- The Washington Times - Monday, January 7, 2019

Throughout college, Erin Brock would have an occasional cigarette when she was drinking at parties. But she always felt bad about smoking, knowing of the health risks and disgusted by the smell and taste left in her mouth the next day.

Juul was totally different. The discreet vaping device, shaped like a USB stick, provided the head rush of nicotine without any of the drawbacks of a traditional cigarette and offered appealing flavors like cucumber, mint and fruit medley.

“You could go out and, like, everyone at the bar had Juuls, literally everyone. Everyone had different flavors,” the 22-year-old said in an interview with the Washington Times.

A whole culture developed around it too — sharing Juuls at parties, posting photos and memes on Instagram and social media, joking about the addictiveness of the device and nicotine.

But within a few months of buying her own Juul, Ms. Brock wasn’t laughing: She had a full-fledged nicotine addiction.

“I moved from taking it to go out to hitting it in my room, to taking it to school, to taking it to work, I ended up just literally always having it on me,” she said. “It made me feel bad, it made me feel gross. I was embarrassed because it wasn’t a joke anymore. I was like, ‘Oh damn, now I have a nicotine addiction,’ and I never wanted to have a nicotine addiction.”

An estimated 3.6 million teenagers and adolescents use electronic cigarettes — and Juul, in particular — a number that has increased so rapidly over the past two years that the U.S. Surgeon General has declared vaping an epidemic among youth.

In the most recent survey on youth use of e-cigarettes, about 21 percent of high schoolers and 5 percent of middle schoolers said they had used a vaping device in the previous 30 days.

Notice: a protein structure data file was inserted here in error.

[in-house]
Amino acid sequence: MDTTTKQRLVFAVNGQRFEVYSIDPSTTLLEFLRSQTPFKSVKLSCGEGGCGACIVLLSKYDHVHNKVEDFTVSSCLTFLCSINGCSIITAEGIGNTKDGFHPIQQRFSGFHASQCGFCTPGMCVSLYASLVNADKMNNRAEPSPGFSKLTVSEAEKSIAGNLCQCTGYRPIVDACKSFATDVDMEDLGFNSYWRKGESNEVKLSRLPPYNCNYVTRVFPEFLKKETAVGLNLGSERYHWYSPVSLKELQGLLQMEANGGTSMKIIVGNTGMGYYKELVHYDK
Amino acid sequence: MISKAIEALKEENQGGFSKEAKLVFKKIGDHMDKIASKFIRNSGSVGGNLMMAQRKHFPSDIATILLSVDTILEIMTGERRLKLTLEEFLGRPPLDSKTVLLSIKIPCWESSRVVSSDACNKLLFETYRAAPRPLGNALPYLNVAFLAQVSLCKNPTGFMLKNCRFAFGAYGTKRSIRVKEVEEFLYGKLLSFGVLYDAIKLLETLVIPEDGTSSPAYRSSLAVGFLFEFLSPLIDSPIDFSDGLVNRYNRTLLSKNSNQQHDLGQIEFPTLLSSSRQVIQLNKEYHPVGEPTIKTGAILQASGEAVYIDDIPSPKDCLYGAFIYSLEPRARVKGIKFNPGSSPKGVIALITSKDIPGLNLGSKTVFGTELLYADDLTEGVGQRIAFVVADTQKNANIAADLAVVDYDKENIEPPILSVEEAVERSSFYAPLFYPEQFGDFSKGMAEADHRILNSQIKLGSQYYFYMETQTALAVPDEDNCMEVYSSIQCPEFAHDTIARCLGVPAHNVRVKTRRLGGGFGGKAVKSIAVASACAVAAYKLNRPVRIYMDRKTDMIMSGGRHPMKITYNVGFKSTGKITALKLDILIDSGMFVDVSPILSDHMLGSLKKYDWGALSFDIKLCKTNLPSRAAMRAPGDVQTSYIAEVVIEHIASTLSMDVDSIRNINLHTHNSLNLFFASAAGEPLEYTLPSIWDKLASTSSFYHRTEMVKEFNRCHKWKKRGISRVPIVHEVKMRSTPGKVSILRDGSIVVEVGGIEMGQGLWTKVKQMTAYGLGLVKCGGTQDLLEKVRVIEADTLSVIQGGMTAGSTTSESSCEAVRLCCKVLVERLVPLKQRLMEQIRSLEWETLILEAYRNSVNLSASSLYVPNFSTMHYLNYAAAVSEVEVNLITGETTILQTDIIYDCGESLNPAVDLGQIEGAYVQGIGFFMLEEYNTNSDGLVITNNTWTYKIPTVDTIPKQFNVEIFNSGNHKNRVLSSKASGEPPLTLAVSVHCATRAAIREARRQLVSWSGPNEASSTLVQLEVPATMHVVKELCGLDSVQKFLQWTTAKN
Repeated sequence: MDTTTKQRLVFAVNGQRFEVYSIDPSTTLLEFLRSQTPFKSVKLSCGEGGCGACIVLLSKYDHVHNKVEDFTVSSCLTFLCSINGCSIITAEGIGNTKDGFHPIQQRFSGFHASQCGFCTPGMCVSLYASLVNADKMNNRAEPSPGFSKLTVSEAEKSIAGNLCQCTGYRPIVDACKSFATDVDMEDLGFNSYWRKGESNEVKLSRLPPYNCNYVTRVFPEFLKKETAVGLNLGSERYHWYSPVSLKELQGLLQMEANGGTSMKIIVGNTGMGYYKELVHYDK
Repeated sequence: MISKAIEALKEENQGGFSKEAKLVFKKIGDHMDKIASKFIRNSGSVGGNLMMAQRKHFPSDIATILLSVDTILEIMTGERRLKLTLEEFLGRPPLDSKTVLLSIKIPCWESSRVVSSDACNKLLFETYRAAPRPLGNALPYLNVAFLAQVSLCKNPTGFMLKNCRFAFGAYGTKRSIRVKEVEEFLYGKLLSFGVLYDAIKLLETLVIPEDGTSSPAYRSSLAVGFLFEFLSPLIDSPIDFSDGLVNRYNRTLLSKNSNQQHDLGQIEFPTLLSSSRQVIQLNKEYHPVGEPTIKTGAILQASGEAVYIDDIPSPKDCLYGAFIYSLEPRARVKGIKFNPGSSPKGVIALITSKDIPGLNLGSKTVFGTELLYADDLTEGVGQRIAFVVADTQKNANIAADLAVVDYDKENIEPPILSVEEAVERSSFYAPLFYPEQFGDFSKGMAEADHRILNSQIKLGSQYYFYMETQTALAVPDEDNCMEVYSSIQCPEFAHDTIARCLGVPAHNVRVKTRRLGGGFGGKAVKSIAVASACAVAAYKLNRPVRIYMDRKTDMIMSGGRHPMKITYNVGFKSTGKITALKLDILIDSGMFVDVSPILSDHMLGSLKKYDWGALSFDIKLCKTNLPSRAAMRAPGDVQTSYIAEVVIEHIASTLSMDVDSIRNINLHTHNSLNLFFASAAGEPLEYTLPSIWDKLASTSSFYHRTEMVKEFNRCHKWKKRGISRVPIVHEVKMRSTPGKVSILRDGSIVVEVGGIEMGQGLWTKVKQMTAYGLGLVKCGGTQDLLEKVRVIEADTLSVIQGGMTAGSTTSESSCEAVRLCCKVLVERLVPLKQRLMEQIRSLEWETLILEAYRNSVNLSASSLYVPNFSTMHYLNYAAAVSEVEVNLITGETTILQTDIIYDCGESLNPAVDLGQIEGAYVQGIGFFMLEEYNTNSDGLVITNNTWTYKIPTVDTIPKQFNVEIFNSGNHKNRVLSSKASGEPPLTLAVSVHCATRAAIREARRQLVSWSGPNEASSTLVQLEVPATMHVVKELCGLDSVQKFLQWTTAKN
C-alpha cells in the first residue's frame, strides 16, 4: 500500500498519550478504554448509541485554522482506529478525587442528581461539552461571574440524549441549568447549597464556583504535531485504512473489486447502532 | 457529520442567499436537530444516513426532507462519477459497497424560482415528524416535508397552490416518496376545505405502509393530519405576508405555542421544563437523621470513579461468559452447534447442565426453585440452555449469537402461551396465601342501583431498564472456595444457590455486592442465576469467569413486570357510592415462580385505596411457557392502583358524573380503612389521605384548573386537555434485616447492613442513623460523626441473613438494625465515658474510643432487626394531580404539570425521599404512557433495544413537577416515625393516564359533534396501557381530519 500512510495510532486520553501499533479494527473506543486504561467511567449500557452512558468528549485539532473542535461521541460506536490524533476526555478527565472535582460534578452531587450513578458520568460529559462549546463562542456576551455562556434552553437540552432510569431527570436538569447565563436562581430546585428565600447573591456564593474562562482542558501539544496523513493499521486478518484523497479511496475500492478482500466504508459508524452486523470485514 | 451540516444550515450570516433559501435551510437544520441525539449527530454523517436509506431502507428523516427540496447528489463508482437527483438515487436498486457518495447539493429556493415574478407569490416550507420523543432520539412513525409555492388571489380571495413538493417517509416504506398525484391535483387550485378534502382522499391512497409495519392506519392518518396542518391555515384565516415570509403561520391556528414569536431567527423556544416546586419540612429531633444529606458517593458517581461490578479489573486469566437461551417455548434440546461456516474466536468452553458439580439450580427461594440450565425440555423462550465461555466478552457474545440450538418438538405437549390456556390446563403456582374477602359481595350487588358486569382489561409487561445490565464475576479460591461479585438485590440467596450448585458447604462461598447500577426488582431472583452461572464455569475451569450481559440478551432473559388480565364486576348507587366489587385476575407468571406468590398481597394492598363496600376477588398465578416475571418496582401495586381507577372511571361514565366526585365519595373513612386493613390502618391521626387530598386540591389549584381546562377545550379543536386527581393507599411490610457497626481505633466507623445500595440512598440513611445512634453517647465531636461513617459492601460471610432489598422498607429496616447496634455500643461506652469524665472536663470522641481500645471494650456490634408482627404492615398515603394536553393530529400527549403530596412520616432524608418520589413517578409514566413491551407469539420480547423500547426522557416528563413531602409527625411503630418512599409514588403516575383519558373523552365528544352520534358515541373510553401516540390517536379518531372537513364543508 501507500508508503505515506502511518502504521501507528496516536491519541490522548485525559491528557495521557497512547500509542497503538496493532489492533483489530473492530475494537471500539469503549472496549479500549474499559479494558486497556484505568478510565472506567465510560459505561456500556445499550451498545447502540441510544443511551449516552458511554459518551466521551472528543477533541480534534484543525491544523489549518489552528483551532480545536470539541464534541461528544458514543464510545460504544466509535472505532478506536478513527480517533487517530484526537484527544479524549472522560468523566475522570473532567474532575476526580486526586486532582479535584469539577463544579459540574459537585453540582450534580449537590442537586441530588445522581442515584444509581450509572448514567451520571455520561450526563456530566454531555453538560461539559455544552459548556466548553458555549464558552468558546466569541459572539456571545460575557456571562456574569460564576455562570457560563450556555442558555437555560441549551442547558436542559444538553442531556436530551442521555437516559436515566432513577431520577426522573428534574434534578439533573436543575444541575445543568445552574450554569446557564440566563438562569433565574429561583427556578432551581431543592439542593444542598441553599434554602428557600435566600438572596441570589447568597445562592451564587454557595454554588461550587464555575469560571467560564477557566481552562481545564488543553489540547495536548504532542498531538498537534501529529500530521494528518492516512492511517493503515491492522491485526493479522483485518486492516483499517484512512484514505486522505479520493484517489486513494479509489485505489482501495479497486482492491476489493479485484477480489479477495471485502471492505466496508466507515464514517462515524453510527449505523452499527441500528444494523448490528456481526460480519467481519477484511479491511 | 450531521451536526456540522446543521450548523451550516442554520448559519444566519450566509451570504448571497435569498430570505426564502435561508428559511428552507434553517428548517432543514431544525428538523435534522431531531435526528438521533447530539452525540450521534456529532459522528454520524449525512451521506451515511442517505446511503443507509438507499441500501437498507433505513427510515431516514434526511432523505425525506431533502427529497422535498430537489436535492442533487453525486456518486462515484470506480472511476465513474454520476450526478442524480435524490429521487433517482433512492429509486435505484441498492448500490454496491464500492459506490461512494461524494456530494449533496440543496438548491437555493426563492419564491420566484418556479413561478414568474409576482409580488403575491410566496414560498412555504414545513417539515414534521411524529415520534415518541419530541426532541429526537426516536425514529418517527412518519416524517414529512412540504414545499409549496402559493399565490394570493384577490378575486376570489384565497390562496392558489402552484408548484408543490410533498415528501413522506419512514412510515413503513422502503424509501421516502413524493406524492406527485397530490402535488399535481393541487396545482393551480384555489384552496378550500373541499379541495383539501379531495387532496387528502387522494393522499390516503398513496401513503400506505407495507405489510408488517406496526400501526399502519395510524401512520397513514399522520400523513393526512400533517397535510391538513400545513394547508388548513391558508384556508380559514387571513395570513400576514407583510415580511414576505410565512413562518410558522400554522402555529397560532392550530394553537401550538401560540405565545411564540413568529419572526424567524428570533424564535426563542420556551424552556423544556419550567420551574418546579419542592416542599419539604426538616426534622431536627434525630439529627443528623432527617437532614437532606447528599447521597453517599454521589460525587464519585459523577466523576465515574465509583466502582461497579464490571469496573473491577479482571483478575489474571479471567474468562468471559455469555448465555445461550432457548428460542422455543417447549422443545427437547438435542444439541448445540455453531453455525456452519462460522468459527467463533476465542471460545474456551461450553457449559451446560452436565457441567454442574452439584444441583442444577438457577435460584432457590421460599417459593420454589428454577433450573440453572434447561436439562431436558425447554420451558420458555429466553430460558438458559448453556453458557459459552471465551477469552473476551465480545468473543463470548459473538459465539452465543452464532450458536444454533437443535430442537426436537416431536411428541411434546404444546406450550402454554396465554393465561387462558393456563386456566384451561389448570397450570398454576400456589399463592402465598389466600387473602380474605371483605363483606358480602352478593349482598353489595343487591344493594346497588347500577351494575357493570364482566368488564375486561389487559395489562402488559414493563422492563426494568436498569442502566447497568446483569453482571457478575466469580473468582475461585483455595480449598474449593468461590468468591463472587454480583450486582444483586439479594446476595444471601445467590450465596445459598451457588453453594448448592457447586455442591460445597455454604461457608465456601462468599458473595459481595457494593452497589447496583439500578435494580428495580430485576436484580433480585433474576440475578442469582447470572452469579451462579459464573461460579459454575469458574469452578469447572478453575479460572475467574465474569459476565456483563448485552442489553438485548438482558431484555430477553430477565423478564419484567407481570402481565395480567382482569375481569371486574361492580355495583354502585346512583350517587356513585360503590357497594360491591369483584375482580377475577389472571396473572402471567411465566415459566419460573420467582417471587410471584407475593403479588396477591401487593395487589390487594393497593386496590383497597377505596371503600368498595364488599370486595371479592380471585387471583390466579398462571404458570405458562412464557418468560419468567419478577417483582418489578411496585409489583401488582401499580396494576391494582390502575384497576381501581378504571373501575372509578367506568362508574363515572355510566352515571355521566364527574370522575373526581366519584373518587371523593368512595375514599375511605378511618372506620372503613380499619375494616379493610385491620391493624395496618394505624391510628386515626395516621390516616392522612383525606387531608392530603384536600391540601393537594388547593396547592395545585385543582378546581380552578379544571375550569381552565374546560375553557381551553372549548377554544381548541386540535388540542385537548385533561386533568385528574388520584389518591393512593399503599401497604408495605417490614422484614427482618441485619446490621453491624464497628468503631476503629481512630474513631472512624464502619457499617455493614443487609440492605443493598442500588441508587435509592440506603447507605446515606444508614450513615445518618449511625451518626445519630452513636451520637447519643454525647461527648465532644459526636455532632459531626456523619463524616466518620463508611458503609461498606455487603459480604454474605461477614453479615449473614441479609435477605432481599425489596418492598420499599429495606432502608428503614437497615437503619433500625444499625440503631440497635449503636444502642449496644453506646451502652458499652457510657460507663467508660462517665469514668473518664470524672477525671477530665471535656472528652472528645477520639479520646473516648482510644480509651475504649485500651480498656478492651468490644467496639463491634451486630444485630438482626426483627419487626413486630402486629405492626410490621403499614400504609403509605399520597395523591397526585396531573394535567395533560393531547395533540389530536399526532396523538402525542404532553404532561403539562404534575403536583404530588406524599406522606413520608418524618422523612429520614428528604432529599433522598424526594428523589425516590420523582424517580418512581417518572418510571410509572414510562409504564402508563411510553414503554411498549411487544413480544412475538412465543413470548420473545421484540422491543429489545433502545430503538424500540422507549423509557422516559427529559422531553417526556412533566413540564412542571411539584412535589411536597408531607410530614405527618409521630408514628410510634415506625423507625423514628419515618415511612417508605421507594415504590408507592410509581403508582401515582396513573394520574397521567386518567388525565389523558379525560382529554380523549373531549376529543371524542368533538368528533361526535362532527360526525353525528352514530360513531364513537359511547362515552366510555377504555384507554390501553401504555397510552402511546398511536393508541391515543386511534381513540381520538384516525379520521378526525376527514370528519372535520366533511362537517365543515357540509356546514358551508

Scrambling to reduce the numbers of teens who vape, health officials are struggling with how to treat a new group of young people addicted to nicotine, with no clear path to help them break it.

“We know that there’s next to no research on e-cigarette cessation — for youth or adults,” said Cliff Douglas, vice president for Tobacco Control at the American Cancer Society and director of its Tobacco Control Center. “It’s not clear that what works for smoking will work for vaping.”

E-cigarettes sit in the middle of a tug-of-war between being a device that is harmful to children, but potentially helpful to adult cigarette smokers. It’s this confusion in messaging that has, in part, allowed the vaping epidemic to take hold. In surveys of teenagers, smoking cigarettes is viewed as unacceptable, but e-cigarettes are the “healthier alternative.”

This month the Food and Drug Administration will hold a town-hall meeting to discuss tools for helping break nicotine addiction among teens.

“We now have for the first time in this country, in a long time, the prospect of a lot of kids being currently addicted to nicotine,” FDA Commissioner Dr. Scott Gottlieb said last month. “The question is, how do you address that as a matter of clinical medicine?”

There are approved medications for cessation of tobacco products, but none is approved for use in the youth population. These include skin patches, chewing gum and lozenges, as well as prescription medication for nicotine replacement therapy.

Joanne Ebner, manager of cancer prevention services at the Anne Arundel Medical Center in Annapolis, said the hospital has seen an uptick in the number of parents looking for nicotine addiction treatment for their children over the past six months.